North Carolina is joining the Abraham Lincoln Bicentennial Commission in making an appeal to the children of America for Lincoln pennies to help the children of Haiti. The year-long celebration of Lincoln’s 200th birthday ends Friday, Feb. 12.
“The call for children to donate pennies to disaster relief organizations in honor of President Lincoln is in the spirit of Lincoln himself,” said Dr. Jeffrey J. Crow, North Carolina’s liaison to the national Abraham Lincoln Bicentennial Commission and Deputy Secretary of the Department of Cultural Resources, Office of Archives and History.
North Carolina is not itself conducting a fund-raising solicitation, nor collecting funds. The intended effect of the appeal is simple -- children are asked to donate pennies to the disaster relief organization of their choice, with whatever help parents, teachers, and perhaps churches, choose to provide.
“This is one way to give children experience in public service and to educate them about Lincoln, whose Emancipation Proclamation heralded the end of slavery and who promised ‘to bind up the nation’s wounds.’ It is fitting that this call comes in Black History Month,” noted Crow. Louisiana’s Abraham Lincoln Commission started the penny rolling for the initiative, through the desire of survivors of Hurricane Katrina to help others similarly affected. Positive aspects of this national appeal are continued education of children, and through them of adults, about Lincoln’s contributions to America. The initiative could reach many adults who have not yet heard of the Bicentennial.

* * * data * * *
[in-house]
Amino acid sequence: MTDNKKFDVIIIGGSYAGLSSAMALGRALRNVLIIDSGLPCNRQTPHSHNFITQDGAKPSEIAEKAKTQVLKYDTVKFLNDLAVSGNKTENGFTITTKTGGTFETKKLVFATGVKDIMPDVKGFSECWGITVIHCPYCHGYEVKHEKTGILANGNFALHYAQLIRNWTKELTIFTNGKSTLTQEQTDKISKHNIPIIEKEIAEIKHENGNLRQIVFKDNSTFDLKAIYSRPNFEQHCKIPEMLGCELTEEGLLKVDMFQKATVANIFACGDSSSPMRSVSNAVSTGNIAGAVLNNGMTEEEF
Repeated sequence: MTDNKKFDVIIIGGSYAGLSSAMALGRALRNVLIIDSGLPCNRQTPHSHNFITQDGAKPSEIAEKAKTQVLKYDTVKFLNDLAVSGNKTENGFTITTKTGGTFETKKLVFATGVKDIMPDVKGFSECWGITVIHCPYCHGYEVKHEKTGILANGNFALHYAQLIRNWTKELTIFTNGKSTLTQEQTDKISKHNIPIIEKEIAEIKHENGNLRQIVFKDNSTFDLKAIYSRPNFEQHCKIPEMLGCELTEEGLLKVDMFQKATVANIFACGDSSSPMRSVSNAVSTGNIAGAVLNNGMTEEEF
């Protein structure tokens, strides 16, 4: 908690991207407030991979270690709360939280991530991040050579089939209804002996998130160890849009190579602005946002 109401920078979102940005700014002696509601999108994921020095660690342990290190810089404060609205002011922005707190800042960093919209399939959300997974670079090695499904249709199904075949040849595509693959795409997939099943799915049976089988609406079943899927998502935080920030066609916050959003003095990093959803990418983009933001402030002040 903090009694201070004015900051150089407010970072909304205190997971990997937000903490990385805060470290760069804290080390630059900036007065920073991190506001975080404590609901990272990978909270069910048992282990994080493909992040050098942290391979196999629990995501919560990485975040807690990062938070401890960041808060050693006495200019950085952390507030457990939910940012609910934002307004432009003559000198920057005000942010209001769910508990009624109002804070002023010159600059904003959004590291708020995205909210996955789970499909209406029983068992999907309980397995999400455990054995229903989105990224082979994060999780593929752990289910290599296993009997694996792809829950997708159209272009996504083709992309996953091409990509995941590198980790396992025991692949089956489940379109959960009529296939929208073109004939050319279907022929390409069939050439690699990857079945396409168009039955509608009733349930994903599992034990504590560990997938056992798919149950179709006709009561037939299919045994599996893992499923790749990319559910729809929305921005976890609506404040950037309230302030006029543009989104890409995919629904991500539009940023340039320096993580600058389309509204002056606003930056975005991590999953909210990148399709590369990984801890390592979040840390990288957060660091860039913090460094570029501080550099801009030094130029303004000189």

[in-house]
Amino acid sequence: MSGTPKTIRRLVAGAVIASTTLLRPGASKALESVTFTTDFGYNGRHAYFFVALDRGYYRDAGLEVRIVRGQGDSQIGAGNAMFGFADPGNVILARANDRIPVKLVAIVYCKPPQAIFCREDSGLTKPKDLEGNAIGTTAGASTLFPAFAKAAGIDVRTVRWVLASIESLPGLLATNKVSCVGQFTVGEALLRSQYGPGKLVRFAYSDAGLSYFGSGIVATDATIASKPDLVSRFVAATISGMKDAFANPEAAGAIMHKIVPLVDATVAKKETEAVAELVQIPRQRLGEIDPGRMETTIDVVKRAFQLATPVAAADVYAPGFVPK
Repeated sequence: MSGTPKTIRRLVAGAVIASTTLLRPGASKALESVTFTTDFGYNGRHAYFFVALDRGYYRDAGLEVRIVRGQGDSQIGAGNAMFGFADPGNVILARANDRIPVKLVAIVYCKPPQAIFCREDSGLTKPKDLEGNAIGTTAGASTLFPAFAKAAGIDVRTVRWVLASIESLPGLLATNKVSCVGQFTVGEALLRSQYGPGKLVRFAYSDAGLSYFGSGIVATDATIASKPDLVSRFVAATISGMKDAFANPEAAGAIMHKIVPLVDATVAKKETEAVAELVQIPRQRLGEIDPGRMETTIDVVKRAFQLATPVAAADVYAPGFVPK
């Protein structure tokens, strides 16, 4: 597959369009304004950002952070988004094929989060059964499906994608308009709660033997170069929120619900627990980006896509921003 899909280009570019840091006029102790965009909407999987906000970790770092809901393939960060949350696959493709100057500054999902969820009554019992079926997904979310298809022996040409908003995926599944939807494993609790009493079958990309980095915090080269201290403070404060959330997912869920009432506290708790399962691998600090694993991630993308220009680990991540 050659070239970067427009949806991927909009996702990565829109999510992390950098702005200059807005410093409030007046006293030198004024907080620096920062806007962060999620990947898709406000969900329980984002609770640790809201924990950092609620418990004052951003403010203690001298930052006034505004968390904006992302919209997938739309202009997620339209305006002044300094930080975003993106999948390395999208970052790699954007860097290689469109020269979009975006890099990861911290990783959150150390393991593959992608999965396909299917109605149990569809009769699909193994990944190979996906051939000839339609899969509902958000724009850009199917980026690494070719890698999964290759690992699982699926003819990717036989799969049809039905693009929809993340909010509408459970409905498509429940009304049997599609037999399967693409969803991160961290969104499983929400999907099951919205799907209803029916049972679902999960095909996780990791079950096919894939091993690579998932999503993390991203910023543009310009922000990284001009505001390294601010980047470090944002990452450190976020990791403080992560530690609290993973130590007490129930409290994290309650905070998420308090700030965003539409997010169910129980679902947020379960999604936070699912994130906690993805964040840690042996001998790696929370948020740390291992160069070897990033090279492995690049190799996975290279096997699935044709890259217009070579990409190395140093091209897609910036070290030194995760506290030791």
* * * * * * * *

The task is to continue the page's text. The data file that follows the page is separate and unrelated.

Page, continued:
Lincoln biographer Daniel Mark Epstein wrote in support of this appeal to children and recalled Lincoln’s loss of two sons, his love of children and his compassion. “In our pockets we carry a token reminder of Lincoln, the man and his goodness,” said Epstein “He would be very gratified and proud to know that the children of America are gathering pennies in Lincoln's name to contribute to the cause of the children of Haiti. It is an honor to Lincoln's memory and the charitable principles that guided him throughout his life."
(The board of ALBC, the national Lincoln Commission, has endorsed this appeal. The Office of Archives and History is in the N.C. Department of Cultural Resources, the state agency dedicated to the promotion and protection of North Carolina’s arts, history and culture, www.ncculture.com.)
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